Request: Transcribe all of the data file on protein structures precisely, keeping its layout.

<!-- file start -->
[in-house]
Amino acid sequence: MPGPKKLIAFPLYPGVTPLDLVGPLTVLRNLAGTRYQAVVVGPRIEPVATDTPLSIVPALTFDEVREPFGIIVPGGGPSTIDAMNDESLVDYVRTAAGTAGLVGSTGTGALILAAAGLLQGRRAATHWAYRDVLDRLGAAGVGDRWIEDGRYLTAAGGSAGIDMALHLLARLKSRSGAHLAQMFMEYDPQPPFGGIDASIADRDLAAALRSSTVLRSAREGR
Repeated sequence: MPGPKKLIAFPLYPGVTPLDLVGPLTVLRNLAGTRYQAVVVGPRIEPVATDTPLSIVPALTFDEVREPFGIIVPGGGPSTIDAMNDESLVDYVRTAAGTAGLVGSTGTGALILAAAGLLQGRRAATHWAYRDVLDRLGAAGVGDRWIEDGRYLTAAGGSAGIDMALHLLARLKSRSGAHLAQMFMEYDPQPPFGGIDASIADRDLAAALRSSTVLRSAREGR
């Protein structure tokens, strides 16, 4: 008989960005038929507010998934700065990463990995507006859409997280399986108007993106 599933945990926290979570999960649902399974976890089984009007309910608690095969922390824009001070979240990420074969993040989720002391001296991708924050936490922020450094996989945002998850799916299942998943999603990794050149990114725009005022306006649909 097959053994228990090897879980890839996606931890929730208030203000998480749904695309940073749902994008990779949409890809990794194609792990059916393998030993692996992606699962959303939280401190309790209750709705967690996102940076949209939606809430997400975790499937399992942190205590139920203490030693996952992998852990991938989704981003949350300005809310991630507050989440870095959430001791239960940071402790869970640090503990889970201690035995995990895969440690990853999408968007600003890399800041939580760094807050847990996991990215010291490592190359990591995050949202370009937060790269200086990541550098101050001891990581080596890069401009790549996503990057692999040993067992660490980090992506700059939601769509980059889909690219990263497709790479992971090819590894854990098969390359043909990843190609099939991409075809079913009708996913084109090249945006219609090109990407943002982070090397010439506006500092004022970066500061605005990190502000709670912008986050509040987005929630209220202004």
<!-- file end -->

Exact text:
[in-house]
Amino acid sequence: MPGPKKLIAFPLYPGVTPLDLVGPLTVLRNLAGTRYQAVVVGPRIEPVATDTPLSIVPALTFDEVREPFGIIVPGGGPSTIDAMNDESLVDYVRTAAGTAGLVGSTGTGALILAAAGLLQGRRAATHWAYRDVLDRLGAAGVGDRWIEDGRYLTAAGGSAGIDMALHLLARLKSRSGAHLAQMFMEYDPQPPFGGIDASIADRDLAAALRSSTVLRSAREGR
Repeated sequence: MPGPKKLIAFPLYPGVTPLDLVGPLTVLRNLAGTRYQAVVVGPRIEPVATDTPLSIVPALTFDEVREPFGIIVPGGGPSTIDAMNDESLVDYVRTAAGTAGLVGSTGTGALILAAAGLLQGRRAATHWAYRDVLDRLGAAGVGDRWIEDGRYLTAAGGSAGIDMALHLLARLKSRSGAHLAQMFMEYDPQPPFGGIDASIADRDLAAALRSSTVLRSAREGR
């Protein structure tokens, strides 16, 4: 008989960005038929507010998934700065990463990995507006859409997280399986108007993106 599933945990926290979570999960649902399974976890089984009007309910608690095969922390824009001070979240990420074969993040989720002391001296991708924050936490922020450094996989945002998850799916299942998943999603990794050149990114725009005022306006649909 097959053994228990090897879980890839996606931890929730208030203000998480749904695309940073749902994008990779949409890809990794194609792990059916393998030993692996992606699962959303939280401190309790209750709705967690996102940076949209939606809430997400975790499937399992942190205590139920203490030693996952992998852990991938989704981003949350300005809310991630507050989440870095959430001791239960940071402790869970640090503990889970201690035995995990895969440690990853999408968007600003890399800041939580760094807050847990996991990215010291490592190359990591995050949202370009937060790269200086990541550098101050001891990581080596890069401009790549996503990057692999040993067992660490980090992506700059939601769509980059889909690219990263497709790479992971090819590894854990098969390359043909990843190609099939991409075809079913009708996913084109090249945006219609090109990407943002982070090397010439506006500092004022970066500061605005990190502000709670912008986050509040987005929630209220202004």